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Insurance Agency Sued After Obtaining Limits Insured Requested



Many errors and omissions lawsuits by clients against their insurance agents boil down to the client saying, “Never mind what I asked for; you should have known what I needed.” If an agency has done the right things, that argument will not get too far, as one agency was pleased to learn.


The insured was a family-owned motel in Pennsylvania. After 13 years in business, they switched insurance agents. For six years, the new agency sent the insured renewal applications. The insured admitted in testimony that these applications "would serve as the basis of the insurance."


The applications for the 2016-17 renewal of the property insurance policy were no different. The insured returned them to the agency with requested property insurance limits of $2,250,000 on the building, $123,750 on business personal property, and $221,550 for business income. The agency presented several alternative quotes to the insured with “varying policy limits,” but the insured chose the quote with the limits shown on the application plus $5,000 personal property coverage.


The motel suffered a fire in May 2016 that burned it to the ground, and the insurer hired “various third-parties” to estimate the repair costs. The insurer eventually paid $1,583,819 for damage to the building and $4,160 for the damaged office contents. The insured, however, hired contractors to repair the building for amounts greater than the policy’s building limit. The court’s opinion said that the exact amount the insured spent was unknown, but both parties agreed that it was more than the insurer paid.


The insured sued both the carrier and the agency, accusing the agency of failing to obtain proper and adequate insurance coverage.


The judge was not persuaded by the insured’s arguments. She pointed to prior Pennsylvania court rulings that agents have no obligation to advise insureds on the types or amounts of available coverage, to obtain full coverage, or even to explain a policy’s terms and conditions to an insured.


She also wrote that the insured did not make much of a case. They had cited the agent’s duties of care, good faith and loyalty. “But even as to those duties,” she wrote, “Plaintiff offers no reason—much less citation to the record in support of—why (the agency) breached these duties. Nor has Plaintiff pointed to any evidence of record that would support a conclusion that (the agency) had an obligation as a broker to ensure that Plaintiff had the coverage limits that it wanted or needed.”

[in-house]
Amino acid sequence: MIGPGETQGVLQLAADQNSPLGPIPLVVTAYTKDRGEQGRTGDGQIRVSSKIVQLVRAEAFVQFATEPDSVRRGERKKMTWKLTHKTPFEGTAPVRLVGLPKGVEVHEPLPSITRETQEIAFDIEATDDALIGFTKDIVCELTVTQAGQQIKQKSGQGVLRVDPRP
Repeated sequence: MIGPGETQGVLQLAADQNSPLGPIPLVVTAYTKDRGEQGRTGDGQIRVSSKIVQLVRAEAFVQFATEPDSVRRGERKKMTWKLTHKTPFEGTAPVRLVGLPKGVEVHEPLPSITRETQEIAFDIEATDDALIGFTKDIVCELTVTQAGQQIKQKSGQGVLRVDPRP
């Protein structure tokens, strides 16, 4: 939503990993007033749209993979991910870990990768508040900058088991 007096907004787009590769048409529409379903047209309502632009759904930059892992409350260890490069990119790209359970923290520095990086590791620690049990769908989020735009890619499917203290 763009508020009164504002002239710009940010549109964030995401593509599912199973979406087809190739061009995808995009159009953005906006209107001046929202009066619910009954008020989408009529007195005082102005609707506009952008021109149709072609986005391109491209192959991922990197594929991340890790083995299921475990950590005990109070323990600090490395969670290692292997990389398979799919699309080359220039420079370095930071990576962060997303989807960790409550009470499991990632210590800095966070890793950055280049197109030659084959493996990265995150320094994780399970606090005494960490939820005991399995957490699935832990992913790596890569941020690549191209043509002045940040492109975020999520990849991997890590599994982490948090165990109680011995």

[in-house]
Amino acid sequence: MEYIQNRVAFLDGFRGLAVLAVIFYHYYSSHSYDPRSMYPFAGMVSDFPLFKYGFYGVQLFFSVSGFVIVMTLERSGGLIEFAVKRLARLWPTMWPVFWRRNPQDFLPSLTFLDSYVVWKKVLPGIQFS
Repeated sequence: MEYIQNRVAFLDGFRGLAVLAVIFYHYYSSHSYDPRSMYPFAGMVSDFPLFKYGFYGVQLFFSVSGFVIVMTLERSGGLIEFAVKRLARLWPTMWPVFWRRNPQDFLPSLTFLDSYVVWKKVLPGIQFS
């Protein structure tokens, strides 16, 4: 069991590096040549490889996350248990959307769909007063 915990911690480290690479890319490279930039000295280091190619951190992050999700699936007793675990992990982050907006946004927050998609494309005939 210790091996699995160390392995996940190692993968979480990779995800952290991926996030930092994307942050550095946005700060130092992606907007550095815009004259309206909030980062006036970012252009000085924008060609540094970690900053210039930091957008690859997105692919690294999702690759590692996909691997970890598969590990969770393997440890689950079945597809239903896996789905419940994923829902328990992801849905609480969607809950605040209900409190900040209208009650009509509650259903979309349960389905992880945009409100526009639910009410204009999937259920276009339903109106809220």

Finally, she rejected the insured’s claim that the policy was “materially defective,” agreeing with the agency that “‘at worst’ … the Policy ‘covered nearly the entire cost of replacing a building that was `completely destroyed.’” That, in her opinion, was not a materially defective policy. She granted the agency’s motion to have the case dismissed as a matter of law.

The agency won this case easily because:


      They obtained signed applications for each policy period

      They offered alternatives and followed the insured’s instructions as to which policy to obtain

      They were careful not to hold themselves out as anything other than an insurance agency - not a consultant or advisor.


The agency was sued, and its errors and omissions liability insurance carrier incurred defense costs, but they acted entirely appropriately. They took the exact steps that any E&O carrier would want. Agencies that obtain the requested coverage and document the reasons for its actions will similarly be able to defeat E&O claims like this one. Good documentation and professional conduct will always help beat lawsuits - and also make for an effective insurance agency.

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